Discussion: Fremanezumab was efficacious, based on statistically significant reductions in monthly average migraine days vs placebo, in males, females, and those aged ≤45 and > 45 years with inadequate response to 2–4 classes of migraine preventive treatments.

    Table 1 (abstract A.57). Change from baseline in monthly average migraine days during 12-weeks of double-blind treatment by sex and age groupa

    Α.58 Early onset of response to fremanezumab in patients with migraine and a documented inadequate response to 2–4 classes of migraine preventive treatments: results of the international, multicentre, randomised, placebo-controlled FOCUS study

    Egilius L.H. Spierings1, Martina Machkova2, Xiaoping Ning3, Maja Galic4, Joshua M. Cohen3, Ronghua Yang3

    1Medvadis Research Corporation, Watertown, MA, USA; 2CCR Czech Prague, Prague, Czech Republic; 3Teva pharmaceuticals industries, Frazer, PA, USA; 4Teva pharmaceuticals, Amsterdam, the Netherlands

    Correspondence: Joshua M. Cohen

    Background: Preventive treatments for episodic and chronic migraine (EM and CM) have been associated with slow onset of action. Fremanezumab, a fully-humanised monoclonal antibody (IgG2Δa) that selectively targets calcitonin gene-related peptide (CGRP), has proven efficacy for preventive migraine treatment in adults. The FOCUS study of fremanezumab was the first and largest study of a migraine preventive treatment in adults with both EM and CM and documented inadequate response to 2–4 classes of migraine preventive treatments.

    Methods: Patients were randomised (1:1:1) to monthly fremanezumab (Month 1: EM, 225 mg; CM, 675 mg; Months 2 and 3: 225 mg), quarterly fremanezumab (Month 1: 675 mg; Months 2 and 3: placebo), or matched monthly placebo for 12 weeks of double-blind treatment. Proportions of responders (≥50% and ≥ 75% reduction in migraine days) over the first 4 weeks were evaluated as secondary and exploratory endpoints, respectively. Changes from baseline in weekly migraine days were compared using a mixed-effects model for repeated measures.

    Results: 838 patients were randomised. With monthly and quarterly fremanezumab, respectively, vs placebo, significantly higher proportions of patients achieved ≥50% reductions (36% and 38% vs 10%) and ≥ 75% reductions (14% and 14% vs 2%) in migraine days over the first 4 weeks (all P < 0.0001). Reductions from baseline in weekly migraine days were significantly greater with fremanezumab (LSM[SE] change: monthly, − 0.9[0.11]; quarterly, − 1.0[0.11]) vs placebo (− 0.1[0.11]) by Week 1 and at each weekly time point through Week 4 (all P < 0.0001).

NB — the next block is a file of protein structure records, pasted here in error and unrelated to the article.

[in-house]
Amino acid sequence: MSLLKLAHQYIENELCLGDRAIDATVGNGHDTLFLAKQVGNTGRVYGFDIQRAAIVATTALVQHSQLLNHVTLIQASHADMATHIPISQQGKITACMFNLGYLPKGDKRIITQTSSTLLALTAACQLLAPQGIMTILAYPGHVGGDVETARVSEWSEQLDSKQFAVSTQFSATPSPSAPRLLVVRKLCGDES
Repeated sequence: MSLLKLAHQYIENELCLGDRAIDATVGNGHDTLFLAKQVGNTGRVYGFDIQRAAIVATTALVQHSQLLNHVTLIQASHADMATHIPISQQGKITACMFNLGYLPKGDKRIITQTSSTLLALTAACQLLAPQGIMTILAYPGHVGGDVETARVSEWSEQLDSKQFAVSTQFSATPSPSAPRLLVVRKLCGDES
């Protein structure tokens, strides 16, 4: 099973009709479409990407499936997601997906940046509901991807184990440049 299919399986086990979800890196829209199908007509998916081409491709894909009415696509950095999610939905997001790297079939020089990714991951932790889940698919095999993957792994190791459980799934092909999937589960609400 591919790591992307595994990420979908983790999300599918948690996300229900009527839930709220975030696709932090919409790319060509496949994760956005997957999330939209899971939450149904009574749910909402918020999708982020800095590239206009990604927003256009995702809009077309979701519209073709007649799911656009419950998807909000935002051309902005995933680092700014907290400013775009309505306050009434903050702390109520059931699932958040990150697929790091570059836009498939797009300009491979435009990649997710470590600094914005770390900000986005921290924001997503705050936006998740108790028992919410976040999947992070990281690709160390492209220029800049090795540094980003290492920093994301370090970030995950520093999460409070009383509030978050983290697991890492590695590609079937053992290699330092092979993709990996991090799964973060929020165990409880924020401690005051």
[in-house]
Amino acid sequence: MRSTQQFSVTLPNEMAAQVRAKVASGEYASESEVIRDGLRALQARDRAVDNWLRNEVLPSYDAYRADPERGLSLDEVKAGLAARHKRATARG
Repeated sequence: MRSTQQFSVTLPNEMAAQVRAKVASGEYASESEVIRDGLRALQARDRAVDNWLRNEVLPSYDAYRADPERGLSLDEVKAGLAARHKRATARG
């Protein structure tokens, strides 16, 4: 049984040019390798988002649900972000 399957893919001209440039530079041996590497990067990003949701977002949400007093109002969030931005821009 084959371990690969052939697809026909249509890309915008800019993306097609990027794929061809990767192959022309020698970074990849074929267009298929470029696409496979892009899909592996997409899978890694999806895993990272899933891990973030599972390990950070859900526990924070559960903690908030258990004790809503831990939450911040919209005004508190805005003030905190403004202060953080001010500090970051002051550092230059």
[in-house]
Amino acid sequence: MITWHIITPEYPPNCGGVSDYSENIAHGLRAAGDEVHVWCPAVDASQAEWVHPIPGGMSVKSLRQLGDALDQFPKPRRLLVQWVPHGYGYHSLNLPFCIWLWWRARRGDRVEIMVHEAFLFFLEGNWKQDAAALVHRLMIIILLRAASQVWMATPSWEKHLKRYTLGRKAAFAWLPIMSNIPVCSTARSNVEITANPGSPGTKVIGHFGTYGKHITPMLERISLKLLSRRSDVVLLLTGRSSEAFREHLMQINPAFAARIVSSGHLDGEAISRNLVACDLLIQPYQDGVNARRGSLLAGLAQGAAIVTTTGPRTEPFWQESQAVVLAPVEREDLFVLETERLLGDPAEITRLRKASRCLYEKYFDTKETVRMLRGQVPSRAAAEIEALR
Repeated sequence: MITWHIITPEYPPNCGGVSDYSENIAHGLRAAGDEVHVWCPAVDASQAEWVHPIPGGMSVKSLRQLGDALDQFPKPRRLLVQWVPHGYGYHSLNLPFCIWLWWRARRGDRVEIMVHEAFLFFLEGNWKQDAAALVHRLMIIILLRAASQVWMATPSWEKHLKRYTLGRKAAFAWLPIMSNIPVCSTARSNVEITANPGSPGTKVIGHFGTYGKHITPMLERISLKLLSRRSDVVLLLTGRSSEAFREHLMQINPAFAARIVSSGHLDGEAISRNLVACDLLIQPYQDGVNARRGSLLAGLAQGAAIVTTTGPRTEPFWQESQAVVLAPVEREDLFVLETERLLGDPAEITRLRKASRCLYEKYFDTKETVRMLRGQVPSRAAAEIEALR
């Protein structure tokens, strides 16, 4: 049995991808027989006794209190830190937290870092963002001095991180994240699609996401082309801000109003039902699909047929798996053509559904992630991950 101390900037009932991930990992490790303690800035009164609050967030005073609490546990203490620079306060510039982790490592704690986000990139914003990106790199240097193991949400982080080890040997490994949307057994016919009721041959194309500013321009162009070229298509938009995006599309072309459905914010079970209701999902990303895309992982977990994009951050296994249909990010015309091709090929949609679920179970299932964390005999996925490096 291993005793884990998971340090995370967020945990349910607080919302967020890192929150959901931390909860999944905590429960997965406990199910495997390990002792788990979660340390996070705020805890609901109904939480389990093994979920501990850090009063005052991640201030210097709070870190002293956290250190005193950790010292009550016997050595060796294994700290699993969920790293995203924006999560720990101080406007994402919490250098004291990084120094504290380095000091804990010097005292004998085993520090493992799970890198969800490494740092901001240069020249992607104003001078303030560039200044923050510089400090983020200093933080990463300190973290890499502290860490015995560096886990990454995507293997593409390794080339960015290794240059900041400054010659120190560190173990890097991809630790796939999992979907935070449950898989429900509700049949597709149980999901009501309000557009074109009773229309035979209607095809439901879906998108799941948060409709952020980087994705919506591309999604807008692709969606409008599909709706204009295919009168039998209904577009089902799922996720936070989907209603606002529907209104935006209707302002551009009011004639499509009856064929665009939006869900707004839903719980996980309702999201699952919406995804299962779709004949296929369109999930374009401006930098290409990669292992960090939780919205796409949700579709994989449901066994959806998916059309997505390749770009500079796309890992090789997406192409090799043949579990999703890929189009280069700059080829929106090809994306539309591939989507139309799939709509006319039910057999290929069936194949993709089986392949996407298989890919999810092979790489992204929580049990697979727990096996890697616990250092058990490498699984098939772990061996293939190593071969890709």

Discussion: Monthly and quarterly fremanezumab demonstrated early onset of efficacy, with significantly greater clinically meaningful response rates after 4 weeks of treatment and significantly greater reductions from baseline in weekly migraine days as early as Week 1 vs placebo, in patients with EM or CM and documented inadequate response to 2–4 classes of migraine preventive treatments.

    Α.59 Efficacy, clinically meaningful responses, and impact on acute headache medication use with fremanezumab in patients with migraine and documented inadequate response to 2–4 classes of migraine preventive treatments: results of the international, multicentre, randomised, placebo-controlled FOCUS study

    Michel D. Ferrari1, Hans Christoph Diener2, Egilius L.H. Spierings3, Xiaoping Ning4, Maja Galic5, Joshua M. Cohen4, Ronghua Yang4, Messoud Ashina6

    1Leiden University Medical Centre (LUMC), Leiden, The Netherlands; 2Faculty of Medicine, University of Duisburg-Essen, Essen, Germany; 3Medvadis Research Corporation, Watertown, MA, USA; 4Teva Pharmaceuticals Industries, Frazer, PA, USA; 5Teva Pharmaceuticals, Amsterdam, The Netherlands; 6Danish headache Centre, Department of Neurology, Rigshospitalet, Glostrup, Denmark

    Correspondence: Joshua M. Cohen

    Background: Fremanezumab, a fully-humanised monoclonal antibody (IgG2Δa) that selectively targets calcitonin gene-related peptide (CGRP), has proven efficacy for migraine preventive treatment in adults. The FOCUS study of fremanezumab was the first and largest study of a migraine preventive treatment in adults with both episodic and chronic migraine (EM and CM) and documented inadequate response to 2–4 classes of migraine preventive treatments.